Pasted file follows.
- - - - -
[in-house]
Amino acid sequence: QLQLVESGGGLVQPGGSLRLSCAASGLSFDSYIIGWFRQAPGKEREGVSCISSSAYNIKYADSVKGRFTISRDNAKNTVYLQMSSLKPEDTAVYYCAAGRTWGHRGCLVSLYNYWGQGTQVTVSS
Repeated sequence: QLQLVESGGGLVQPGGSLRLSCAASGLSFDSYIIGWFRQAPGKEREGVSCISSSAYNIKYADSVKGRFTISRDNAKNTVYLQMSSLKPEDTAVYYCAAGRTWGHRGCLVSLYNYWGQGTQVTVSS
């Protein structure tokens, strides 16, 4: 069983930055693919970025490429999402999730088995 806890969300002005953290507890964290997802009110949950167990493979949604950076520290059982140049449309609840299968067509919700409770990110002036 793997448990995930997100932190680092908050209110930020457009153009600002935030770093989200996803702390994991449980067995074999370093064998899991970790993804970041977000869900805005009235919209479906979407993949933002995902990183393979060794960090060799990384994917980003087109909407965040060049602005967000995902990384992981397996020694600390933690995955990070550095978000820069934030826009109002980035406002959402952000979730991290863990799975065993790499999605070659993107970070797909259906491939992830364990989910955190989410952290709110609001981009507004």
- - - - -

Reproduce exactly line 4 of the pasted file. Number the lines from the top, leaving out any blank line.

């Protein structure tokens, strides 16, 4: 069983930055693919970025490429999402999730088995 806890969300002005953290507890964290997802009110949950167990493979949604950076520290059982140049449309609840299968067509919700409770990110002036 793997448990995930997100932190680092908050209110930020457009153009600002935030770093989200996803702390994991449980067995074999370093064998899991970790993804970041977000869900805005009235919209479906979407993949933002995902990183393979060794960090060799990384994917980003087109909407965040060049602005967000995902990384992981397996020694600390933690995955990070550095978000820069934030826009109002980035406002959402952000979730991290863990799975065993790499999605070659993107970070797909259906491939992830364990989910955190989410952290709110609001981009507004």